Western Cape Minister of Finance and Economic Opportunities David Maynier says he is encouraged by the recent commitment made by President Cyril Ramaphosa to make the country’s ports more efficient and competitive.
However, he also notes his concern that the Port of Cape Town may be deprioritised in the overall strategy going forward, given the extensive focus on the Port of Durban.
Therefore, he has written to Ramaphosa highlighting the current challenges facing the Port of Cape Town and requesting that he schedule an urgent visit to assess the challenges and the measures being put in place to address those challenges.
The ports of Durban, Richards Bay, Gqeberha and Mossel Bay, are being prioritised for significant short-term infrastructure investments and Ramaphosa has indicated that partnerships with the private sector to bring new investment, technology and expertise to port operations and to modernise equipment and infrastructure will be explored.
Maynier says these investments and partnerships with the private sector are a huge step forward.
However, he expresses his concern that the Port of Cape Town will not see any infrastructure investments in the short term and that there is no mention of similar private sector partnerships in relation to the port.
“The Port of Cape Town is a critical infrastructure asset and, if leveraged to its full potential, could serve as a catalyst for economic growth and recovery for South Africa, but it continues to face multiple challenges primarily due to inadequate maintenance and investment in equipment,” Maynier emphasises.
He indicates that in the 2020/21 financial year, there were about 5 064 incidents of equipment breakdown across all three shifts at the Port of Cape Town, which is about 14 breakdowns a day.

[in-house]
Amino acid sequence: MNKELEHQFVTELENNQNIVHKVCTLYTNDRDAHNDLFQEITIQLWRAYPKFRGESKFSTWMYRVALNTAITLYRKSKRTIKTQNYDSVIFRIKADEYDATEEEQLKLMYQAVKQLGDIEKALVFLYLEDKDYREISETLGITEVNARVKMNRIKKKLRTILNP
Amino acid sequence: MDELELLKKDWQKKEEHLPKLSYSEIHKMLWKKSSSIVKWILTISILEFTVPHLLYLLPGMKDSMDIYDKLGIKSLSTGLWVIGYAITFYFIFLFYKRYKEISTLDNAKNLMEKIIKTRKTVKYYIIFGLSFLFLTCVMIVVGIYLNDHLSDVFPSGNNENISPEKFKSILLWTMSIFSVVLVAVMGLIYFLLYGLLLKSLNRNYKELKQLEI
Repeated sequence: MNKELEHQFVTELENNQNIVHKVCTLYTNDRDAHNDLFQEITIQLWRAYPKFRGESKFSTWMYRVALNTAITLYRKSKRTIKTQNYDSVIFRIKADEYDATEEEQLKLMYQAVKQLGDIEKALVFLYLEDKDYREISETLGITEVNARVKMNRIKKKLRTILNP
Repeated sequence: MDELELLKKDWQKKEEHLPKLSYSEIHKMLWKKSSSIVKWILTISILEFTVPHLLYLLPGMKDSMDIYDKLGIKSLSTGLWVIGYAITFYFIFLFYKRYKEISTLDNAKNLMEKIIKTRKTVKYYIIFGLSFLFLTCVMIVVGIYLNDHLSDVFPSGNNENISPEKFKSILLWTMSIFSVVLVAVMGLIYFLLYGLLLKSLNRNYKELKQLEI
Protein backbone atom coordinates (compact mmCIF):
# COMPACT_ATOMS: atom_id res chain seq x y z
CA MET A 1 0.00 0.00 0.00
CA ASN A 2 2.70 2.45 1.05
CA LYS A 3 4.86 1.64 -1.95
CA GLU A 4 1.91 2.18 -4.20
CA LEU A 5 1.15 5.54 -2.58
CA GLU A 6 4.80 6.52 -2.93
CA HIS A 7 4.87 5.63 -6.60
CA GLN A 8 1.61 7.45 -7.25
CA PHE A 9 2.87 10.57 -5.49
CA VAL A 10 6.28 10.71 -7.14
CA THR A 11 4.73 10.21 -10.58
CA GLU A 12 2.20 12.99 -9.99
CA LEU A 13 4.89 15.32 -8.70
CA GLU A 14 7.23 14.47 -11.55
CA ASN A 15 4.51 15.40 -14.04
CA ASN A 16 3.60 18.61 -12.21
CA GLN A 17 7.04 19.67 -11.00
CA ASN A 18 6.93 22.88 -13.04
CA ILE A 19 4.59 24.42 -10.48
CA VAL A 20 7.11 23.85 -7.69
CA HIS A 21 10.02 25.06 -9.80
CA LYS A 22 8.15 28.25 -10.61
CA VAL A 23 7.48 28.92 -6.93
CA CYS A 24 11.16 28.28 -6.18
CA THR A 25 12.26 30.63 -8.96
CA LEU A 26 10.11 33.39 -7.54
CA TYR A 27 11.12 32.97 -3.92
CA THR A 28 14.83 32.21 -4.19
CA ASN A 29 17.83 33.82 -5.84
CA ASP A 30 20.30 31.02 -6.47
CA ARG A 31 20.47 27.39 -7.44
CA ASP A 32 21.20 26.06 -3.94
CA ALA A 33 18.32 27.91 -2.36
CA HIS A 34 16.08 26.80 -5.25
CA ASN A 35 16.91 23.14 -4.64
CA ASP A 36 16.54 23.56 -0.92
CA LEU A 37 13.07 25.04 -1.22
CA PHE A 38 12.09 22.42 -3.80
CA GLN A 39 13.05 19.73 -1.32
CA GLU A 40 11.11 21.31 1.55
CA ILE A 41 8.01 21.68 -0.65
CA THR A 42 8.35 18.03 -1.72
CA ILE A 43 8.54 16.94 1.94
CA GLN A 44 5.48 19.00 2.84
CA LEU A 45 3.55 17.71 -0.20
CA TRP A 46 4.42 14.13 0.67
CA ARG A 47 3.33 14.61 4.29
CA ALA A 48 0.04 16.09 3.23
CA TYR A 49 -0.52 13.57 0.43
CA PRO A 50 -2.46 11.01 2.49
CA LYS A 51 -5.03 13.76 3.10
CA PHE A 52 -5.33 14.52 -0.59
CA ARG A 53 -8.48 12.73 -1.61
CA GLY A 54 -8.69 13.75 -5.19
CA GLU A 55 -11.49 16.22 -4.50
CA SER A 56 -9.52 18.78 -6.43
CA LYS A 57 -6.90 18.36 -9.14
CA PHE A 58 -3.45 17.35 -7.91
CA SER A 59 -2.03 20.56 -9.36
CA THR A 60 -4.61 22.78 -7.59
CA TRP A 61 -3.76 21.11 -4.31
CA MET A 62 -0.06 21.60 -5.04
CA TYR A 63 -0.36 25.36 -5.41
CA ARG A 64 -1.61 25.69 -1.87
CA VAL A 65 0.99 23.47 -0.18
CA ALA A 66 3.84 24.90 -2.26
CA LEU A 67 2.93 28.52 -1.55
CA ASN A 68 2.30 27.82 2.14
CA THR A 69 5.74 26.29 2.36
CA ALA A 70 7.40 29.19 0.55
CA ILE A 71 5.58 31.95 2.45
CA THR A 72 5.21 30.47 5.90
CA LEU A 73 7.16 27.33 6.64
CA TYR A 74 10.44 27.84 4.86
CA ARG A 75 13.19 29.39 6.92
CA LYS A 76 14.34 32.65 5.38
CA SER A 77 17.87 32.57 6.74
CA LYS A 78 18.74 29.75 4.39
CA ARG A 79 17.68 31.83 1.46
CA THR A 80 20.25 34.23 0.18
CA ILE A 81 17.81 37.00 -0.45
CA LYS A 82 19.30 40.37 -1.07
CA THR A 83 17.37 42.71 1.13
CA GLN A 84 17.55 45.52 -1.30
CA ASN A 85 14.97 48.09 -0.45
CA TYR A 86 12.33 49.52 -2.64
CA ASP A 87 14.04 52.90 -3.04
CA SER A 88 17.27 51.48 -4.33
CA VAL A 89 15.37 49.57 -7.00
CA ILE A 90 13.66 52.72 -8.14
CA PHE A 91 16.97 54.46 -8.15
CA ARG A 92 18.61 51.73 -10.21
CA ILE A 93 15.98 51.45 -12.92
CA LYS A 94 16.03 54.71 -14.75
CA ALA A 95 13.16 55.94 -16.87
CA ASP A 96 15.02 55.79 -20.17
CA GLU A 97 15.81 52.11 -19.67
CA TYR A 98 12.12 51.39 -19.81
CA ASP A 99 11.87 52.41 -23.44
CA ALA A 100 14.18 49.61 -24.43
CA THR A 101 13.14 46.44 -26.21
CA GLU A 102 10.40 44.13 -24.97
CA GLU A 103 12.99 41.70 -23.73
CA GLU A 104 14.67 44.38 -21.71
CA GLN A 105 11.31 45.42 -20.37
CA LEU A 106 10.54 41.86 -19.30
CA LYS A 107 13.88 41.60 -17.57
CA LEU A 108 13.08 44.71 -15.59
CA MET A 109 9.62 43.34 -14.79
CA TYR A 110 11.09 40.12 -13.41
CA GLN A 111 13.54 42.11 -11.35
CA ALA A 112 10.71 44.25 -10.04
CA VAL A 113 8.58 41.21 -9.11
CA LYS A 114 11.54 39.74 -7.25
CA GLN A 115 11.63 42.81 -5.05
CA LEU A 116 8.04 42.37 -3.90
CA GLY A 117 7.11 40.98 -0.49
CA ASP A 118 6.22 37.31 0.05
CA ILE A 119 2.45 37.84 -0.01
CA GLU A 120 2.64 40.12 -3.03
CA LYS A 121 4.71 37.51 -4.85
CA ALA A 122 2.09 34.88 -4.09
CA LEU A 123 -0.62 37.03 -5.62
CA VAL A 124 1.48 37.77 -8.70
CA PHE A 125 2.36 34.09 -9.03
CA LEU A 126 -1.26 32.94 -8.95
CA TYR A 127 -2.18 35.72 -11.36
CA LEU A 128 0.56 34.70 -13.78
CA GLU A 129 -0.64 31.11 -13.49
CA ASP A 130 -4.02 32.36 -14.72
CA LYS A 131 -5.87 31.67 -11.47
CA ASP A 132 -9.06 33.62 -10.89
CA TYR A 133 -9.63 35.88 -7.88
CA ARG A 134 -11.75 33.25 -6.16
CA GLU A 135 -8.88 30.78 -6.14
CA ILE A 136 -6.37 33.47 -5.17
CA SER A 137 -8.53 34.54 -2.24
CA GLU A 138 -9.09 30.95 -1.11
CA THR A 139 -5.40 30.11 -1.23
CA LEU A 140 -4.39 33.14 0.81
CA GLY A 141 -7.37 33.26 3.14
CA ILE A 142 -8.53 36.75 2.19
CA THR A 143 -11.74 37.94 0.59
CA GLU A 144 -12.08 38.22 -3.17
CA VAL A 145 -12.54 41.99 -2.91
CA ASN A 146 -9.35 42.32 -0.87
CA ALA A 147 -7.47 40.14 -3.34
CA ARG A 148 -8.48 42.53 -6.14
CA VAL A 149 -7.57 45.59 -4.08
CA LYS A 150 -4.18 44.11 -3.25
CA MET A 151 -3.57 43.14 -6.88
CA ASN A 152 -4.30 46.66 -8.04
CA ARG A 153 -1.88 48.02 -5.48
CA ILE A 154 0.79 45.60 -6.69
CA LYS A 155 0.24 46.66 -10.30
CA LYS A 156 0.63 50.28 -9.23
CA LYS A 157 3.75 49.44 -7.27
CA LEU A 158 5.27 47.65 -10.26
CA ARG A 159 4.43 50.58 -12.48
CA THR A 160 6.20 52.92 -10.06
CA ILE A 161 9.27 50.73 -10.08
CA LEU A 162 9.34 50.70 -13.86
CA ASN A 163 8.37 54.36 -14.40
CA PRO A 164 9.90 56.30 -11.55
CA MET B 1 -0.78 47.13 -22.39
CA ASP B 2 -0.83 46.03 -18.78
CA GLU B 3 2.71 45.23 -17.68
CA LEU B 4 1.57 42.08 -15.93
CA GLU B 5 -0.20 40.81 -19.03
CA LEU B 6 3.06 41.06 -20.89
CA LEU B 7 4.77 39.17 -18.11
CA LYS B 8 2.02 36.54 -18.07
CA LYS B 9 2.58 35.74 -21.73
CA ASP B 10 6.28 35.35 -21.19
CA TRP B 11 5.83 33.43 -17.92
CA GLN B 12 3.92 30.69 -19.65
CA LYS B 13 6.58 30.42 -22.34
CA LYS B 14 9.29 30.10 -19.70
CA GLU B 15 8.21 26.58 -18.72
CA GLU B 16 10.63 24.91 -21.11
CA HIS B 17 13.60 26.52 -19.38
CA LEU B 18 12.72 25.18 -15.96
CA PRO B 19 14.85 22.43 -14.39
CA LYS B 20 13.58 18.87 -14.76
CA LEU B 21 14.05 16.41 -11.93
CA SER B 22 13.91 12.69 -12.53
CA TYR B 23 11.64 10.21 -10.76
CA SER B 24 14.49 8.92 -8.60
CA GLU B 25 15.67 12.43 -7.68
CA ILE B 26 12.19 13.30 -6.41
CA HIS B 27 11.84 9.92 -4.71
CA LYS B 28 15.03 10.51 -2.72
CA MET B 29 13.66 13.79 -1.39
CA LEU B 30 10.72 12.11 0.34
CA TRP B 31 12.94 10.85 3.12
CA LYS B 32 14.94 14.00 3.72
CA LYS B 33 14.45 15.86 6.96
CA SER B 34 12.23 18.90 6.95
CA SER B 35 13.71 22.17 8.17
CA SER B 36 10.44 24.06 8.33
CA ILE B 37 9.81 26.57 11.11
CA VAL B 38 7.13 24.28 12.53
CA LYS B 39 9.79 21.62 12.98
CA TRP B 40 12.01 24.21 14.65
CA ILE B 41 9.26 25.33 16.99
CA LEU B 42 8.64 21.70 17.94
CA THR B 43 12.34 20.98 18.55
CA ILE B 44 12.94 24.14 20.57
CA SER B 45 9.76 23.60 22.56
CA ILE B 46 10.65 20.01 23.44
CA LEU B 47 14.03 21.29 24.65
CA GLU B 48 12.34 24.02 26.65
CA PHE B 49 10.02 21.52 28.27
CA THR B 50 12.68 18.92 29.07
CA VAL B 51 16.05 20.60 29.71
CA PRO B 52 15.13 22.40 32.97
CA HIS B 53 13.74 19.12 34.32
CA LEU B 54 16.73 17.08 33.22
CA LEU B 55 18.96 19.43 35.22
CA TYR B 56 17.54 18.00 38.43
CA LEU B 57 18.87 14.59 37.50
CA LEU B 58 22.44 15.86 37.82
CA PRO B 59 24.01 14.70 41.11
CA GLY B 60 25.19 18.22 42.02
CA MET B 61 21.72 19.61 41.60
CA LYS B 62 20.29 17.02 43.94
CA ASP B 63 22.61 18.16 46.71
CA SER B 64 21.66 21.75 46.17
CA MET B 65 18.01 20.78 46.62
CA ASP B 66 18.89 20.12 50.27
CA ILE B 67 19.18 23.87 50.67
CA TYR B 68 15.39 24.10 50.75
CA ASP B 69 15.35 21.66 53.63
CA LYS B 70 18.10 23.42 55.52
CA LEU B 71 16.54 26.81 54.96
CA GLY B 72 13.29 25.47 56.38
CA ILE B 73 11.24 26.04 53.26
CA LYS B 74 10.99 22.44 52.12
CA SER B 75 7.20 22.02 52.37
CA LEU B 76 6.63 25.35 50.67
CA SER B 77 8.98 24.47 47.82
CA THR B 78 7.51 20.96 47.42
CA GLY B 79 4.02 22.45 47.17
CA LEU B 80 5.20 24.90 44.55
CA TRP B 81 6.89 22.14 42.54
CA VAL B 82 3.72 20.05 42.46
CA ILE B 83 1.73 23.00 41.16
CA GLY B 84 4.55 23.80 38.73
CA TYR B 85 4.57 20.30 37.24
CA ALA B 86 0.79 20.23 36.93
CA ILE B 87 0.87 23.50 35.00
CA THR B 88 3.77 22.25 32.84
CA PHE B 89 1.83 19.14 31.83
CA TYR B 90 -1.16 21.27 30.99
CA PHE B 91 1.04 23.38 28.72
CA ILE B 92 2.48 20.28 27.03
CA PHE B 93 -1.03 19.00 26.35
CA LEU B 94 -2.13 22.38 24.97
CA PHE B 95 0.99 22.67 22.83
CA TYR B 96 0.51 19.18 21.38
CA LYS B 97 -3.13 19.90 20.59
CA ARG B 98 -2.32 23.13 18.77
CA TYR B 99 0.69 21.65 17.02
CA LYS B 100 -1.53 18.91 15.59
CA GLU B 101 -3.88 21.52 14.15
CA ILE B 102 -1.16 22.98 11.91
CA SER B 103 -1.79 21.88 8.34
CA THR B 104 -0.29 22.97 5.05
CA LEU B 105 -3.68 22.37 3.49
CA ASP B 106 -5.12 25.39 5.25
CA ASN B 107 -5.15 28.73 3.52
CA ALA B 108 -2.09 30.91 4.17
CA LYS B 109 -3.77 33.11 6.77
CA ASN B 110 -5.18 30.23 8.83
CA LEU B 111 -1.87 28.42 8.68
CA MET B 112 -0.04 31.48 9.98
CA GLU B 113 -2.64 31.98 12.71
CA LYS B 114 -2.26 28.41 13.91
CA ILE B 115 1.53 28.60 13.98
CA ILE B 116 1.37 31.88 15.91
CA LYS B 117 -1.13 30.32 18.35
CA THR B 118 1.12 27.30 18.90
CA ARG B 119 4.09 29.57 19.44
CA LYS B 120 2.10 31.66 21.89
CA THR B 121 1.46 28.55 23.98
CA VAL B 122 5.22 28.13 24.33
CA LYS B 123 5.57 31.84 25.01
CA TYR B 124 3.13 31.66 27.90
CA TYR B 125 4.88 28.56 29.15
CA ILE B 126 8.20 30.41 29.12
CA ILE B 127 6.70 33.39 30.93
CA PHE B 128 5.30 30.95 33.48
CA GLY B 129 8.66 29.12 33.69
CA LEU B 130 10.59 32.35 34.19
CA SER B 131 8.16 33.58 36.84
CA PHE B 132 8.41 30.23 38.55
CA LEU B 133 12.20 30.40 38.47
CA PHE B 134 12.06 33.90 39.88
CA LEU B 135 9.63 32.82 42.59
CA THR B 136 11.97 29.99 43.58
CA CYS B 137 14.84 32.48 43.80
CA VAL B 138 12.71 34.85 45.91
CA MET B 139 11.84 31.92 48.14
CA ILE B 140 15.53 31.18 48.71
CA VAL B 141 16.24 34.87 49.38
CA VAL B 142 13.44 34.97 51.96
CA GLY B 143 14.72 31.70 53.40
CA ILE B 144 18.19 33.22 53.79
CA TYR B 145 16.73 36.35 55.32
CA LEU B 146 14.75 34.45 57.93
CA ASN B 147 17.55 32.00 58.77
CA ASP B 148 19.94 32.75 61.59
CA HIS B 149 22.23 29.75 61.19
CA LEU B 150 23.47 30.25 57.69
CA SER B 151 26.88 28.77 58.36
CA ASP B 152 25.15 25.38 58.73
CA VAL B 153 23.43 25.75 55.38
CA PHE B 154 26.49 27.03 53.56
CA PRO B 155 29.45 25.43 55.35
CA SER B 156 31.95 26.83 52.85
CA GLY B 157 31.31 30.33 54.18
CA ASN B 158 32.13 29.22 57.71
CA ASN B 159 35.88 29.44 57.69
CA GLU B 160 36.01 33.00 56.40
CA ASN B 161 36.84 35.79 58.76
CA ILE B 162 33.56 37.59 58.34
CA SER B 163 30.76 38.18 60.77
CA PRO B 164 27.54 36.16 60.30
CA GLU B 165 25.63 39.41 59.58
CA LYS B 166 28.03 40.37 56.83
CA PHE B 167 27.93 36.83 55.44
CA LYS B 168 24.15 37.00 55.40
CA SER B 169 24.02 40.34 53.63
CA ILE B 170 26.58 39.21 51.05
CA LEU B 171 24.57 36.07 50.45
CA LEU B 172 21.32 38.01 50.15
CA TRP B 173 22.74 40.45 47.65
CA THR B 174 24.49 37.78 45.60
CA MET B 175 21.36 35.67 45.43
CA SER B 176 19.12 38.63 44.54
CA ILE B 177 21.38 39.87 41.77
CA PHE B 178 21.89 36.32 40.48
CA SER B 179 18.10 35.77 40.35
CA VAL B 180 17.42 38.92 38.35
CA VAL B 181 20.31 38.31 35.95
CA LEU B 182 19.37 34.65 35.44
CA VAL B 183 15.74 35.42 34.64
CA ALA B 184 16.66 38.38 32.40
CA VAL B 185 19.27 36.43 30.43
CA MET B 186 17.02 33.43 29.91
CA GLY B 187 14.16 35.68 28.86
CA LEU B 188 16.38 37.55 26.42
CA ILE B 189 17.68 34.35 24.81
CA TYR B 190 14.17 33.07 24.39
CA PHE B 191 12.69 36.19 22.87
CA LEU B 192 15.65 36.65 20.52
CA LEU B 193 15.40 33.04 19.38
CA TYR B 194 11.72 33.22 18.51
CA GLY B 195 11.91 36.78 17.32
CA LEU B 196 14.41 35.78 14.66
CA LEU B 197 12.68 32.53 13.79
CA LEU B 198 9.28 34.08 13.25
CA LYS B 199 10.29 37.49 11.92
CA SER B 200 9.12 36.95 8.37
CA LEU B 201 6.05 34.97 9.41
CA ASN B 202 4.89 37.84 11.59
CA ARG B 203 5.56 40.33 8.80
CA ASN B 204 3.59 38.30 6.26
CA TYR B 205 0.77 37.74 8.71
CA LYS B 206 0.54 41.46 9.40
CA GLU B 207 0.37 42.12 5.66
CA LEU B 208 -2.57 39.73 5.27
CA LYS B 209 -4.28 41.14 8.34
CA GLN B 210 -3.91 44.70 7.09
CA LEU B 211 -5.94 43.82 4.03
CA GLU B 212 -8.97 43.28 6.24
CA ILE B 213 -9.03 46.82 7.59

The root cause of these breakdowns is largely attributed to the equipment reaching its mid-life, he notes.
“Every time there is a breakdown, it means that there are operational delays, which in turn have knock-on effects across the entire port supply chain, adding to berthing times and truck turn-around times. The general issue of slow service has also caused shipping lines to stop calling to the Port of Cape Town,” Maynier says.
He says the Western Cape government established a Port Task Team, which has brought together stakeholders from across the port logistics value chain to find solutions to the challenges facing the Port of Cape Town.
Maynier says that while this Task Team has achieved a number of successes to date, in the important area of infrastructure investment, there is little it can do unless national government intervenes.
“Growing exports is a key pillar of our strategy for economic growth and recovery, but to achieve this, we require a world-class Port of Cape Town.
“I’m grateful to all in the port logistics supply chain, including Transnet Port Terminals management, who have shown commitment to working collaboratively to find solutions to these challenges, but our ability to increase exports will continue to be constrained unless we urgently address the infrastructure challenges at the Port of Cape Town.
“We have, therefore, written to President Cyril Ramaphosa highlighting the current challenges facing the Port of Cape Town and request that he schedule an urgent visit to assess the challenges and the measures being put in place to address those challenges in the Port of Cape Town,” Maynier notes.